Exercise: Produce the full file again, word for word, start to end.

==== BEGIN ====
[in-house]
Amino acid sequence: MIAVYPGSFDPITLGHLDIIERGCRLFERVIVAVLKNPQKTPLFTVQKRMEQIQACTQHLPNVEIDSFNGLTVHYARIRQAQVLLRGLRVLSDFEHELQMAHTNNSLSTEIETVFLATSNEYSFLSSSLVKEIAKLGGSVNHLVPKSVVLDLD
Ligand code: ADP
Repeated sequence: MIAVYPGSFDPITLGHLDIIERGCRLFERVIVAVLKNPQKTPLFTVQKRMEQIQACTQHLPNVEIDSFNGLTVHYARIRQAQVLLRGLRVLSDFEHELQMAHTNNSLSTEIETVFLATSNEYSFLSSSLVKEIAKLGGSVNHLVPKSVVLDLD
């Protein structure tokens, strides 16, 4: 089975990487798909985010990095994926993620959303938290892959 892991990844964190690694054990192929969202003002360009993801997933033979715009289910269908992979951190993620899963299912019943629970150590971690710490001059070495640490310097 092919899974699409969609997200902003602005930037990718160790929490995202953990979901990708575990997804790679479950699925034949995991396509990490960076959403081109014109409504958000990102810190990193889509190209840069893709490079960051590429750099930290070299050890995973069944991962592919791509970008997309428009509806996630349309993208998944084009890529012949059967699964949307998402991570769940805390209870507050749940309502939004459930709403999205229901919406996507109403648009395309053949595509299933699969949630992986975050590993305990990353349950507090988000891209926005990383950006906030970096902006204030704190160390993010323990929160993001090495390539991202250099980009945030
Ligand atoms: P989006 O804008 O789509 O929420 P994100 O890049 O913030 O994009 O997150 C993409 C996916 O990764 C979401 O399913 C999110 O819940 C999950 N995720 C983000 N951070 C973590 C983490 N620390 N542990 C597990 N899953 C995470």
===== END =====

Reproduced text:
[in-house]
Amino acid sequence: MIAVYPGSFDPITLGHLDIIERGCRLFERVIVAVLKNPQKTPLFTVQKRMEQIQACTQHLPNVEIDSFNGLTVHYARIRQAQVLLRGLRVLSDFEHELQMAHTNNSLSTEIETVFLATSNEYSFLSSSLVKEIAKLGGSVNHLVPKSVVLDLD
Ligand code: ADP
Repeated sequence: MIAVYPGSFDPITLGHLDIIERGCRLFERVIVAVLKNPQKTPLFTVQKRMEQIQACTQHLPNVEIDSFNGLTVHYARIRQAQVLLRGLRVLSDFEHELQMAHTNNSLSTEIETVFLATSNEYSFLSSSLVKEIAKLGGSVNHLVPKSVVLDLD
């Protein structure tokens, strides 16, 4: 089975990487798909985010990095994926993620959303938290892959 892991990844964190690694054990192929969202003002360009993801997933033979715009289910269908992979951190993620899963299912019943629970150590971690710490001059070495640490310097 092919899974699409969609997200902003602005930037990718160790929490995202953990979901990708575990997804790679479950699925034949995991396509990490960076959403081109014109409504958000990102810190990193889509190209840069893709490079960051590429750099930290070299050890995973069944991962592919791509970008997309428009509806996630349309993208998944084009890529012949059967699964949307998402991570769940805390209870507050749940309502939004459930709403999205229901919406996507109403648009395309053949595509299933699969949630992986975050590993305990990353349950507090988000891209926005990383950006906030970096902006204030704190160390993010323990929160993001090495390539991202250099980009945030
Ligand atoms: P989006 O804008 O789509 O929420 P994100 O890049 O913030 O994009 O997150 C993409 C996916 O990764 C979401 O399913 C999110 O819940 C999950 N995720 C983000 N951070 C973590 C983490 N620390 N542990 C597990 N899953 C995470």